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Sorkin Versus The Shareholder Superman ARS-ED: Andrew Ross Sorkin Educates DealBreaker

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ARS-ED is a new weekly feature on what we're learning from Andrew Ross Sorkin's weekly column, DealBook, in the New York Times.
It was about a year and a half ago when we first saw New York Times hotshot Andrew Ross Sorkin in the same room as Carl Icahn. They were on a panel together at some midtown club, discussing exactly what you'd expect Sorkin--who runs DealBook for the Times and is the paper's top M&A reporter (and is rumored to be in the running to take the top editorial job at the Wall Street Journal)--and Icahn to discuss: deals, CEOs and money.
(After the jump, more on what we learned at that panel and what we learned this week from Sorkin.)

We probably would have tuned out the chat (we're terrible at paying attention to conference panels) except for three things. First, Icahn is a fantastic story teller. He's got an anecdote for every point he makes. (He's even taken a stab at standup comedy.) Second, Sorkin's got a confident, almost flip, way about him that completely belies his loose-limbed gangly appearance. You expect him seem at least a bit nerdy and instead he comes across like Tiger Woods teeing off. You expect the Boy Wonder of the Times will be awkward but he's charming. The contrast between expectations and performance is enthralling. Sorkin under promises and over delivers. Third, and most important, we were fascinated by the familiarity between these two men. As we said over a year ago, those two are tight.
Even before the panel began, we noticed how well Sorkin and Icahn got along. Sorkin had arrived early and was chatting with some serious looking people about serious sounding things, sipping something that may or may not have been alcoholic. Icahn blustered in late, seemingly oblivious to the fact that all eyes were on him, and instantly ordered a vodka martini. Almost immediately he and Sorkin were chatting away, Sorkin asking questions in a way that reminded me of a less petulant Luke Skywalker talking to Yoda. Or maybe a novice a Buddhist temple. Icahn was more than happy to play Yoda, the head monk.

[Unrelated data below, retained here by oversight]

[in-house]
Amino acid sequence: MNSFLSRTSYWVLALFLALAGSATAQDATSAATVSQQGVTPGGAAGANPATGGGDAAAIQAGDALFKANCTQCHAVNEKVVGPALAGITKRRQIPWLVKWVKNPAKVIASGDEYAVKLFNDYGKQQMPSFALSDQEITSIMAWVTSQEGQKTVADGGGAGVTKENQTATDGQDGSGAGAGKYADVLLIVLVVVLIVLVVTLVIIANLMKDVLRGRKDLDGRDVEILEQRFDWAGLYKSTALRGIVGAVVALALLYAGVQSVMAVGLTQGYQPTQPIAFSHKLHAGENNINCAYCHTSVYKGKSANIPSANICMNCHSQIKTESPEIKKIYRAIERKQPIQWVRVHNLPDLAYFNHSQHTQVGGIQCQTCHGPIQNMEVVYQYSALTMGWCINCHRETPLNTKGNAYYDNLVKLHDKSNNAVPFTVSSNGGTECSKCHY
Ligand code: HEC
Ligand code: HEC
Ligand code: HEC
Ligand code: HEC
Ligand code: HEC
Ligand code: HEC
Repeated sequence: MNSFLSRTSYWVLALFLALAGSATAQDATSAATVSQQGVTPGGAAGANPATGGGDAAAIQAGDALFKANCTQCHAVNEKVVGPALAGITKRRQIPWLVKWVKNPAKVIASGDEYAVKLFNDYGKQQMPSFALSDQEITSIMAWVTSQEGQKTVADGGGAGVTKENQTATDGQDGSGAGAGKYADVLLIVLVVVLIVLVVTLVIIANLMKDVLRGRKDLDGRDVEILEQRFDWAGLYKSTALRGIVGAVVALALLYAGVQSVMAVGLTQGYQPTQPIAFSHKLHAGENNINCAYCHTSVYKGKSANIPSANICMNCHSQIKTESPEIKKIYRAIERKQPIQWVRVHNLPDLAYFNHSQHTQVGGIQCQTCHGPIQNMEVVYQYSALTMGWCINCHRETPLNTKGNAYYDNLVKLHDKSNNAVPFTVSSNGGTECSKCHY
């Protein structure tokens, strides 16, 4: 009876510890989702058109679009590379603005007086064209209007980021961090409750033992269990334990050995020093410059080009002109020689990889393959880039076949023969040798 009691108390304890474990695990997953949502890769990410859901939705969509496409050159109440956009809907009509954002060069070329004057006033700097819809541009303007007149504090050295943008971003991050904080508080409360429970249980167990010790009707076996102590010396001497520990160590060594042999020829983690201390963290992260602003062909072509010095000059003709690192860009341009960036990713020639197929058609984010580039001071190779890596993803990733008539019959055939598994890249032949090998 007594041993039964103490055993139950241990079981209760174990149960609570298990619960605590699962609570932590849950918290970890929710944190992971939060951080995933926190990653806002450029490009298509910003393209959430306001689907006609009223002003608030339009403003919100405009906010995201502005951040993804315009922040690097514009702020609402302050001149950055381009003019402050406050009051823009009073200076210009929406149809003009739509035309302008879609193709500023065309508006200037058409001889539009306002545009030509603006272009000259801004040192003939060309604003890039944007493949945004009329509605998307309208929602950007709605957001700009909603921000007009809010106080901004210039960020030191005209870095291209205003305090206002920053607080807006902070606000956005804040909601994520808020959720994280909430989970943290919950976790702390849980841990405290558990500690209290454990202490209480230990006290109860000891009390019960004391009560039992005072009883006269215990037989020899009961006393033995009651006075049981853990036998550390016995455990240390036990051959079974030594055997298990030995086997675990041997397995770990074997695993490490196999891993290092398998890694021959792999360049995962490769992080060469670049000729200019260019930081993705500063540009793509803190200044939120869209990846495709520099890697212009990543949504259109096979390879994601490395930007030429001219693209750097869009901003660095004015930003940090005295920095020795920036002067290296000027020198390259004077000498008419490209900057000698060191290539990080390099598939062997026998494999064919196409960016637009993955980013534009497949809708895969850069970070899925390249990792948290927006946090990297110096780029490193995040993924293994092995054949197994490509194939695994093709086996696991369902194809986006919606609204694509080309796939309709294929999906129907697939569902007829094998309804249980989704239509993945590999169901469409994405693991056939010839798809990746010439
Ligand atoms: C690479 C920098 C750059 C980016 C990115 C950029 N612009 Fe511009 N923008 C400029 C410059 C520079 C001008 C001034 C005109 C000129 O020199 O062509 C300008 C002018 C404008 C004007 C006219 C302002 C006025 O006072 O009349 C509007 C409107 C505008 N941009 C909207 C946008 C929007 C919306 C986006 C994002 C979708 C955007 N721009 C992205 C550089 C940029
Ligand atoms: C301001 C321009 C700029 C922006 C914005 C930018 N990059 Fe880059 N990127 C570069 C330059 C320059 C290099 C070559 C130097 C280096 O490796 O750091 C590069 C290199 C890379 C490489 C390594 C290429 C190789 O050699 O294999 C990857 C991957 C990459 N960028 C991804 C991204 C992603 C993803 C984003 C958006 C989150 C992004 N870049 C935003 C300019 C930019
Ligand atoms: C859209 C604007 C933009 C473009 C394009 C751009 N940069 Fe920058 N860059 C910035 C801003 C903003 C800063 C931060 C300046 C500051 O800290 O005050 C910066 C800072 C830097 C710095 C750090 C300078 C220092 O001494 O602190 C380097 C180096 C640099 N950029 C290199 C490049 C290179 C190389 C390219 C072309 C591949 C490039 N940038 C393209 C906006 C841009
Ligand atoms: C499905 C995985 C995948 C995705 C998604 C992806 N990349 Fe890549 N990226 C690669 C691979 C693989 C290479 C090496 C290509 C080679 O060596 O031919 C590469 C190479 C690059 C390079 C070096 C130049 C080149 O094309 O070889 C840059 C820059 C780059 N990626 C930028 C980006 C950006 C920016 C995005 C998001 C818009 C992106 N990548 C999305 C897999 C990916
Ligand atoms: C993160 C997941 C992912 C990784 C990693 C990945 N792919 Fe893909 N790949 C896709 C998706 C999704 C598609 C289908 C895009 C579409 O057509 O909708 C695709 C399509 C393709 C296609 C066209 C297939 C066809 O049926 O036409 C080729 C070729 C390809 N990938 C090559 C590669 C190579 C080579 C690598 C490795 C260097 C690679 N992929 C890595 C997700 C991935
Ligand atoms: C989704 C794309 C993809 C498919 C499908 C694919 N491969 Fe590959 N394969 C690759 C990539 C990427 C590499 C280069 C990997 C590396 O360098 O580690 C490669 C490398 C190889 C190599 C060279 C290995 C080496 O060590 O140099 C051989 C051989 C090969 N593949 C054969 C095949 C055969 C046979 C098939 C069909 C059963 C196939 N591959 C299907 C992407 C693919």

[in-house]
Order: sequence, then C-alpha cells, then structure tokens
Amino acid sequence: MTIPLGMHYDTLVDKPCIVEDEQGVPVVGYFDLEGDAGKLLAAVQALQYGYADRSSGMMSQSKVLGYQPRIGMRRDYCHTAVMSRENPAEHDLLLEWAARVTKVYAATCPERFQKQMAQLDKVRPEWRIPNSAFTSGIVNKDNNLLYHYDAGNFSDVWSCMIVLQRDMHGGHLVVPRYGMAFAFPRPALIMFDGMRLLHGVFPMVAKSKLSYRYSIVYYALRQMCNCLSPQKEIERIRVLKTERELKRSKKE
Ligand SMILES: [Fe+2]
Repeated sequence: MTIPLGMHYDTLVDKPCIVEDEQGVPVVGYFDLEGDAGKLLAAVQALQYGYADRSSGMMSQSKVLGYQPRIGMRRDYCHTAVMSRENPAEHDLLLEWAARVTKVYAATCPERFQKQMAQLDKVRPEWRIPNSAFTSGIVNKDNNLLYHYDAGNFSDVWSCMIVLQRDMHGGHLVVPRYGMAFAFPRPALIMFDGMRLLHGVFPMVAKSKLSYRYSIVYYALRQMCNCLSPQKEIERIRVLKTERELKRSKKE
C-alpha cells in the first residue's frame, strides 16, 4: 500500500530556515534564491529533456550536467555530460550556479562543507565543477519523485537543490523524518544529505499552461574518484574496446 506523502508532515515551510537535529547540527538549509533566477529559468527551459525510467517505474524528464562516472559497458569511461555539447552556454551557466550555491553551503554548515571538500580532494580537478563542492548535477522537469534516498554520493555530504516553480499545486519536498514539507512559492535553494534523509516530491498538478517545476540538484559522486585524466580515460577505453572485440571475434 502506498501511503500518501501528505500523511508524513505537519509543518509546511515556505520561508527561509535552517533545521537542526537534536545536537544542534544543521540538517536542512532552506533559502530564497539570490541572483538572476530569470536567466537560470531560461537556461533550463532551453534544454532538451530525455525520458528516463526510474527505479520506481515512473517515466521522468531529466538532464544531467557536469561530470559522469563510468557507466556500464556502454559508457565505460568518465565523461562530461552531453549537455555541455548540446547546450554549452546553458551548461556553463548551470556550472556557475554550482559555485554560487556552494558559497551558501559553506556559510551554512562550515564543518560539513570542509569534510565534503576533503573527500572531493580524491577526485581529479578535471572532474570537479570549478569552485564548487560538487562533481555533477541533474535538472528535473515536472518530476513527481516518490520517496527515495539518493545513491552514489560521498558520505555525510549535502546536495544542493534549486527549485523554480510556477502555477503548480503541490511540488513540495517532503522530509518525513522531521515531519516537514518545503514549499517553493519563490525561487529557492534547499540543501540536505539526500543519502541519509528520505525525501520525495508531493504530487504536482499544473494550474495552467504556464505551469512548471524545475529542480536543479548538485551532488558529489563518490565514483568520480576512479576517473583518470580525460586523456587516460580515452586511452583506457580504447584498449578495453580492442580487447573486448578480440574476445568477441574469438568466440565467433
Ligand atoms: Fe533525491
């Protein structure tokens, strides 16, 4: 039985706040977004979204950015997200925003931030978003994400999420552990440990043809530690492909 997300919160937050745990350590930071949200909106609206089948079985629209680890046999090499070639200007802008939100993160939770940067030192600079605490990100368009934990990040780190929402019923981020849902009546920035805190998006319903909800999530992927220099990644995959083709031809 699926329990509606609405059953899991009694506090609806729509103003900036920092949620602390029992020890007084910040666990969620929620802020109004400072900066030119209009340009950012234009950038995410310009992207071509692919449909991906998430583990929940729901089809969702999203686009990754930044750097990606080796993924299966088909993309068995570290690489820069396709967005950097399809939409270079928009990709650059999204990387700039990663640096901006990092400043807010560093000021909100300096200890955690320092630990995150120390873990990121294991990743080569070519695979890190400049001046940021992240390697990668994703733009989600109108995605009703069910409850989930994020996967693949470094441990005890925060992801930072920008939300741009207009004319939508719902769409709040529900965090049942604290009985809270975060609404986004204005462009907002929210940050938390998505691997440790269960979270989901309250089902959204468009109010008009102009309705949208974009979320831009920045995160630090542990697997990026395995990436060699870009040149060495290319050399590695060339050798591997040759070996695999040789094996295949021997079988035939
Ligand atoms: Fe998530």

But we didn't know the two were dating. Okay, it's not romantic. It's closer to bromantic. It's a man date. Here's Sorkin in the latest edition of his weekly column, complaining that Icahn showed up to the date late and ordered a drink before even saying hello.

About a month and a half ago, Carl Icahn and I went to dinner at Tse Yang, an upscale Chinese restaurant in Midtown Manhattan. Mr. Icahn, the corporate raider turned activist investor, came blustering through the dimly lit restaurant about 20 minutes late, grabbed one of the waiters -- they all know him -- and ordered a martini.

Icahn comes across as charming, perhaps a bit weary (Sorkin notes he slumps and sighs after a tough day) and the man definitely believes he is something of the Superman of Shareholders, battling entrenched management and complacent boards on behalf of the common shareholder.
As Henry Blodget, over at Alley Insider, points out, under Times rules Sorkin probably had to pay for Icahn's drinks and the dinner, since reporters aren't normally allowed to accept gifts from story subjects. But Sorkin makes Icahn pay for those twenty minutes by revealing that when Icahn tried to call Steve Ballmer by going through the Microsoft switchboard, Ballmer wouldn't take his call.
And, near the end of the column, Sorkin takes a slap at Icahn's business acumen and issues a warning to Yahoo shareholders that might be tempted to vote for Icahn's control of the company. "Activists like Mr. Icahn may be great at making money by flipping companies," Sorkin writes, "but they are less great at operating them."
And then we remembered that, eventually, Luke Skywalker disobeys Yoda and flies off to save his friends.
A Gamble, but What if He Wins? [New York Times]